Several years ago I had a tank full of goldfish in my office at work, and because goldfish have almost no memory I had to hear them telling that “I have no idea how to drive this” joke about every three seconds. Supposedly watching fish in an aquarium can lower your blood pressure, and it was also nice to have something to look at because my office has no windows, although I was also reminded that the work that goes into maintaining an aquarium raises blood pressure. And it didn’t help when the filter stopped working one weekend when I was gone and when I came in on Monday I had more dead goldfish than a carnival ring toss game.
One of the nice things about working from home is I do have a window and for my birthday my wife got me a bird feeder because supposedly watching birds can also lower your blood pressure, and a bird feeder is a lot easier to maintain than an aquarium although I did feel my blood pressure going up a little when no birds came by for several days after I put it up and I thought, hey, what am I, chopped liver? And then I started wondering if I birds would come around if I put chopped liver in the feeder instead of safflower seed, but then a tufted titmouse came to the feeder—a bird I had to identify with my wife’s bird book because, with a few exceptions, I don’t know most birds from Shinola, even though Shinola doesn’t fly, but that’s another story. That also reminds me that my wife and I have a running debate about the birds we see flying around big parking lots. I think they’re seagulls because, well, they look and sound exactly like the seagulls I see at the beach. She says they’re just gulls because we’re nowhere near the sea, but I say we get a lot of tourists from Florida, and besides New Wave rock wouldn’t be nearly as exciting if we just ran away from a flock of gulls.
Here’s a completely gratuitous picture of a pair of great tits:
I’ve gotten to know other birds not just from their looks but their behavior. The tufted titmouse and chickadee will fly up to the feeder one at a time, grab a seed, and fly away. House finches will come to the feeder in pairs, usually a male and female, and they’ll sit on the feeder for a few minutes and eat several seeds, and then the female will yell, “YOU’VE HAD ENOUGH, LARRY, GO MINGLE!” and chase the male away. Then there’s the Carolina wren that gets down into the bird feeder and throw seed all around and looks at me and says, “Is this all ya got?” And even though it’s a small feeder I’ve had a female cardinal, and a red-bellied woodpecker who’s at least three times bigger than the other birds and hangs off the feeder looking for chopped liver.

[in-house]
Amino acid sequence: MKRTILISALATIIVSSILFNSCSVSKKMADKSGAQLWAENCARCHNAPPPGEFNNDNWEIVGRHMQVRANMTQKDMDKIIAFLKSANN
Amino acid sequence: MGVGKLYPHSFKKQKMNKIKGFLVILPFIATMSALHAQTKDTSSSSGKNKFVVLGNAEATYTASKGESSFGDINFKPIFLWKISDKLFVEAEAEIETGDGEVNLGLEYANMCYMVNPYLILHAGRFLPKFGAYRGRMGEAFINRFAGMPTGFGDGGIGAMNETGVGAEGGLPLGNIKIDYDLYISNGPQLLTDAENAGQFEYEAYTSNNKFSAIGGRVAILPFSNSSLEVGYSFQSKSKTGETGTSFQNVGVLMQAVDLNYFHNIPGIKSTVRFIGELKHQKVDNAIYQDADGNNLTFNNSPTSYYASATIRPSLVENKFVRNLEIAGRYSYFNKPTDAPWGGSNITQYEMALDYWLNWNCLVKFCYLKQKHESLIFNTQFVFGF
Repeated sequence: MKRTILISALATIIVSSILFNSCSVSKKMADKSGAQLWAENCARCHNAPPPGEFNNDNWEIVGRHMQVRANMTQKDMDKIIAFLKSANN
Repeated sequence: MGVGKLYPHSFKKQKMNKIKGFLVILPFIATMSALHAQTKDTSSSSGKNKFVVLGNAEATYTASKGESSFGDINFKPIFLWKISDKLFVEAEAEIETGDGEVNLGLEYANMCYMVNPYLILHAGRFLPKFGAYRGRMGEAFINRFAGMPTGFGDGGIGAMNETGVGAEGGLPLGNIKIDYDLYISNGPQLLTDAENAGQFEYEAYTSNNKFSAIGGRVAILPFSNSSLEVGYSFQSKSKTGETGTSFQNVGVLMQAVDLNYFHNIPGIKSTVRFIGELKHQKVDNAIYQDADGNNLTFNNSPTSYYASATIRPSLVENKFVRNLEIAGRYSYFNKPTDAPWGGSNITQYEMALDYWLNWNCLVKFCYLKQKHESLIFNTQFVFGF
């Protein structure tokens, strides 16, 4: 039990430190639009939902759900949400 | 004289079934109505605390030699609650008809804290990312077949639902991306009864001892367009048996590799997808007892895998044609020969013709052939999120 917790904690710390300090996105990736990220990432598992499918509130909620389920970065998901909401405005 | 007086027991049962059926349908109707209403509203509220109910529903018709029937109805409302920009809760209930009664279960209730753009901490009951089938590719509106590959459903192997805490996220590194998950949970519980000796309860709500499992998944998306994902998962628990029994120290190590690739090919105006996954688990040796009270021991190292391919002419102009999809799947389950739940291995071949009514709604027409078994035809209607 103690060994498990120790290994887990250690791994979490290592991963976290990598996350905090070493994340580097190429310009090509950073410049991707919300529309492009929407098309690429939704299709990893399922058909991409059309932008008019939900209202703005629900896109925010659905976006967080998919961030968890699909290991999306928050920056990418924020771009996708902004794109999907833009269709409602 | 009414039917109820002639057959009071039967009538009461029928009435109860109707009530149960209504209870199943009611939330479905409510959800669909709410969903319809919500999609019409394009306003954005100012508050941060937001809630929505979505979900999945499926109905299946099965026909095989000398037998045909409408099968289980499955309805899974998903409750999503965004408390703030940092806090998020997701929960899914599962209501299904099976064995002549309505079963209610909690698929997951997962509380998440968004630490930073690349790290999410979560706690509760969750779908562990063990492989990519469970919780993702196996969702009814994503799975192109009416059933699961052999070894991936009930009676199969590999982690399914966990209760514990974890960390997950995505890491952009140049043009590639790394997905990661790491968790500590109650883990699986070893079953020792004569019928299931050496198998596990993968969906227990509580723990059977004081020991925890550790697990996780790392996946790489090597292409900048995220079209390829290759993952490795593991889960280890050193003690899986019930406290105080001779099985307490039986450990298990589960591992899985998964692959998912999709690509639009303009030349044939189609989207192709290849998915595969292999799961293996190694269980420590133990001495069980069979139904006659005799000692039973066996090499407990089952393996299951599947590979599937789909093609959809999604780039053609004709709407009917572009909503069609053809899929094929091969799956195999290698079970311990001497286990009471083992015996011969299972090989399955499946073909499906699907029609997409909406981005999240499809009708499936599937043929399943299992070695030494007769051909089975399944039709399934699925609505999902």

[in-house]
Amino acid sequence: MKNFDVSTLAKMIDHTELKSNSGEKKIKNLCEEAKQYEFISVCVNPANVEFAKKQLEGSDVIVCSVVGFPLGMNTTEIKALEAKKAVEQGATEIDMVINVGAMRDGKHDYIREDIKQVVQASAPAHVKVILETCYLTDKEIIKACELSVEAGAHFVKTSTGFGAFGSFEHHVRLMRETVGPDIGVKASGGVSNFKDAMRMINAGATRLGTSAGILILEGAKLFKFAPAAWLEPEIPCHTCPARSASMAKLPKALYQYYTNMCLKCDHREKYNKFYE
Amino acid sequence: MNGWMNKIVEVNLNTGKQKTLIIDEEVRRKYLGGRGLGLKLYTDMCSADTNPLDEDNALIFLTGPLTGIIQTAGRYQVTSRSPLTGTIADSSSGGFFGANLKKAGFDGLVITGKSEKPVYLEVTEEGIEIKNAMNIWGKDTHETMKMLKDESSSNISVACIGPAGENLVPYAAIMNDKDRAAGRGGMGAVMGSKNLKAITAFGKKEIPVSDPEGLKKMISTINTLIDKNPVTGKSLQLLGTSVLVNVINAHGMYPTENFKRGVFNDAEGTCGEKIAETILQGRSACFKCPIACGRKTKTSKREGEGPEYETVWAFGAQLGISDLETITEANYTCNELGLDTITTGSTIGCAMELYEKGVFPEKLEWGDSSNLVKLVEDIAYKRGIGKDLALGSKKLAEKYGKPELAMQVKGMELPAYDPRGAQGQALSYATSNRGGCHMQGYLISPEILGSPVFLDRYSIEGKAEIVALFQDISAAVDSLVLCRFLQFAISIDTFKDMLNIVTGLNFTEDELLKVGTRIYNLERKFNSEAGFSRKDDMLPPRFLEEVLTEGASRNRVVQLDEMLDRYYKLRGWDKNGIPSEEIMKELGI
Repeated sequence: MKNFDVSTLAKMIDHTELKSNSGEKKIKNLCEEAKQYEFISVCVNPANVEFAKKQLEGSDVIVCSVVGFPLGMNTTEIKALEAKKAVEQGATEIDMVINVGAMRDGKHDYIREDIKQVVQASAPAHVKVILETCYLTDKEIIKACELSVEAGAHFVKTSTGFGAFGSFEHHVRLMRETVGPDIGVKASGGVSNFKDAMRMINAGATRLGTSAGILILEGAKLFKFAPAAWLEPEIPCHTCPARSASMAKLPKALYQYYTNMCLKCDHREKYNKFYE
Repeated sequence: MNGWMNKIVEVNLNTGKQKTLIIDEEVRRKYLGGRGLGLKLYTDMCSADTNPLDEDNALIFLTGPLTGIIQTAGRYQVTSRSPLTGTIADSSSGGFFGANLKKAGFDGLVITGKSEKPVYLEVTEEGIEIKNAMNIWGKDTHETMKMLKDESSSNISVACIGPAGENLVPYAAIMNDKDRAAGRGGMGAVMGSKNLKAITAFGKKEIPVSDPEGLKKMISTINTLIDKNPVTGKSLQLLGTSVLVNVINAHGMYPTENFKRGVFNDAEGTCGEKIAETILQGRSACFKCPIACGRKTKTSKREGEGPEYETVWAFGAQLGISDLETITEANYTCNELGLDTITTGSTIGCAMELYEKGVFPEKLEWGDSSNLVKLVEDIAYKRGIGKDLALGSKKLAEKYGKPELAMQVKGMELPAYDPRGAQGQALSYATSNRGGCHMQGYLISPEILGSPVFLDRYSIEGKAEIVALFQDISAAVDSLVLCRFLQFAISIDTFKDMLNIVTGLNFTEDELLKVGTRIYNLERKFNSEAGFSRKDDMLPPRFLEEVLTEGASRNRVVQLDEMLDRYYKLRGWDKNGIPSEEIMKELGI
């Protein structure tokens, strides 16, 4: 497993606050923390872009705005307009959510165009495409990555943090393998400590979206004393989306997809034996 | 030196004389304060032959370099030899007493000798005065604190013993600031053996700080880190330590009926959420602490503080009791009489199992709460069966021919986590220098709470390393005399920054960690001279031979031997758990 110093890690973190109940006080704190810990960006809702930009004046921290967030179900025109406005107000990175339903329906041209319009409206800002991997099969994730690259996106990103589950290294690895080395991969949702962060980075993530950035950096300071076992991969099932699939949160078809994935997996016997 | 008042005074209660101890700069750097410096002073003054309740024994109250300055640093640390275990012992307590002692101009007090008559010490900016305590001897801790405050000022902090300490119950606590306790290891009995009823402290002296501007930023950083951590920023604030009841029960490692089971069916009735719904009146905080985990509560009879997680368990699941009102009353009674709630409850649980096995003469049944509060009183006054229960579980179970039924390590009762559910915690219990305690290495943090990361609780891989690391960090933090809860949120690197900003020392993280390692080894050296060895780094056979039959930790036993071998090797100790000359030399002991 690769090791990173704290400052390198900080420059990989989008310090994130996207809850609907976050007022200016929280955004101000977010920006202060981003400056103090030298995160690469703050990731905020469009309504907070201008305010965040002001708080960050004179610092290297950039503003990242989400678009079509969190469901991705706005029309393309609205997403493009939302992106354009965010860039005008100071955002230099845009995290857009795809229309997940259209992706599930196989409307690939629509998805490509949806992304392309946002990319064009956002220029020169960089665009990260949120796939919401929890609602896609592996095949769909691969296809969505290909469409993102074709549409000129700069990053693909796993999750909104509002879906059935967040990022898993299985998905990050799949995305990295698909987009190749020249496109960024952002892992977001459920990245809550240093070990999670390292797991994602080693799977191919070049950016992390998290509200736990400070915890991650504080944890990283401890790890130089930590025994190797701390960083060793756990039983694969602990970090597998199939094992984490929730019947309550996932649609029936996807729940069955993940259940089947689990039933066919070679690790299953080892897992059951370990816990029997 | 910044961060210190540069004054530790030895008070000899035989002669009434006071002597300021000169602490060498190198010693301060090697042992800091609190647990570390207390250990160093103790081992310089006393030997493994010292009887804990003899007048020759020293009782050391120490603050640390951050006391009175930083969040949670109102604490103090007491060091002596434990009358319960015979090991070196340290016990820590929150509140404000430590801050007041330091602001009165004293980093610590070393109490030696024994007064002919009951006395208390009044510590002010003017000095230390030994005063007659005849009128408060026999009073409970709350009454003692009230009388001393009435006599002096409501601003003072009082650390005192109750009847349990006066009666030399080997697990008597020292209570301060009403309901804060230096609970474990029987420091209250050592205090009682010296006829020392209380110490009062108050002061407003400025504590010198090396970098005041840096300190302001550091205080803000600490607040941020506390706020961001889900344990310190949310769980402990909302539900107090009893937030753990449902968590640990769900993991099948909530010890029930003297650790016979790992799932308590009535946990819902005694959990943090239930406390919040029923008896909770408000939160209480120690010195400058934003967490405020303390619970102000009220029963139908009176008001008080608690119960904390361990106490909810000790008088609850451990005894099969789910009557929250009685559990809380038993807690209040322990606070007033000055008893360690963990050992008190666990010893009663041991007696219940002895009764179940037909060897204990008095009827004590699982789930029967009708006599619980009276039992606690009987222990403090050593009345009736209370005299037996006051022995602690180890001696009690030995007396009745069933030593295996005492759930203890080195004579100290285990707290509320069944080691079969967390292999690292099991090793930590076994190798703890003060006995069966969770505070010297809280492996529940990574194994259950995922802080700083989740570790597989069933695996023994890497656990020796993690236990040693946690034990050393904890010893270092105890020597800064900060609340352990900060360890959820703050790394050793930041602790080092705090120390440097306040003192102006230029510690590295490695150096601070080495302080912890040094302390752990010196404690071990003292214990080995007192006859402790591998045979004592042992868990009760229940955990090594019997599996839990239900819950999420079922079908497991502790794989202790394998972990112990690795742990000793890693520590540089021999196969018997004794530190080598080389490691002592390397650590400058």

I put safflower seed in the feeder because squirrels don’t like it but no one’s told the squirrels that and I’ve had two come around regularly. I haven’t got anything against the squirrels but it is a bird feeder and when they park their furry butts in it most birds stay away, although I have seen the Carolina wren dive at a squirrel yelling, “YOU’VE HAD ENOUGH, KEVIN, GO CLIMB A TREE!”
Eventually I’m going to have to go back to work and I’ll lose my window so I’ll have to find some other way to keep my blood pressure down. Maybe I’ll get another tank full of goldfish and teach them to drive it.
One of the advantages to a full-time RV life is that we get to see all different forms of wildlife as we roam across this great land. We just got a birdfeeder to hang outside the rig whenever we are landed. My wife and my younger dog Finn spend a bit of time in the morning watching all the birds out the bedroom window. We had issues with Kevin (freaking Kevin!) the squirrel too, but we ended up spreading corn under the feeder and it has seemed to do the trick.
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Bird watching is a delight. There’s a great book for beginners by Stan Tekeila called Birds of Tennessee (he has them for several states) that works well because it focuses on what we have, and you’re not positively identifying a bird that positively does not live in TN. I have gotten pretty good at telling you who is who. I don’t know why, but the titmouse and chickadee hang out together in ways that no other birds really do. It’s strange.
Carolina Wrens are one of my favorites, but I just love them all. Enjoy them – they’re better for your heart rate than dead goldfish.
This was hilarious, Chris! I used to have a fish as you may remember, and when he died, I was devastated. Now, like you, I have my office in alcove with windows on three sides so I to see Kevin and Larry, and all the other fellas every day:-)
Thank goodness for your brain, Christopher.
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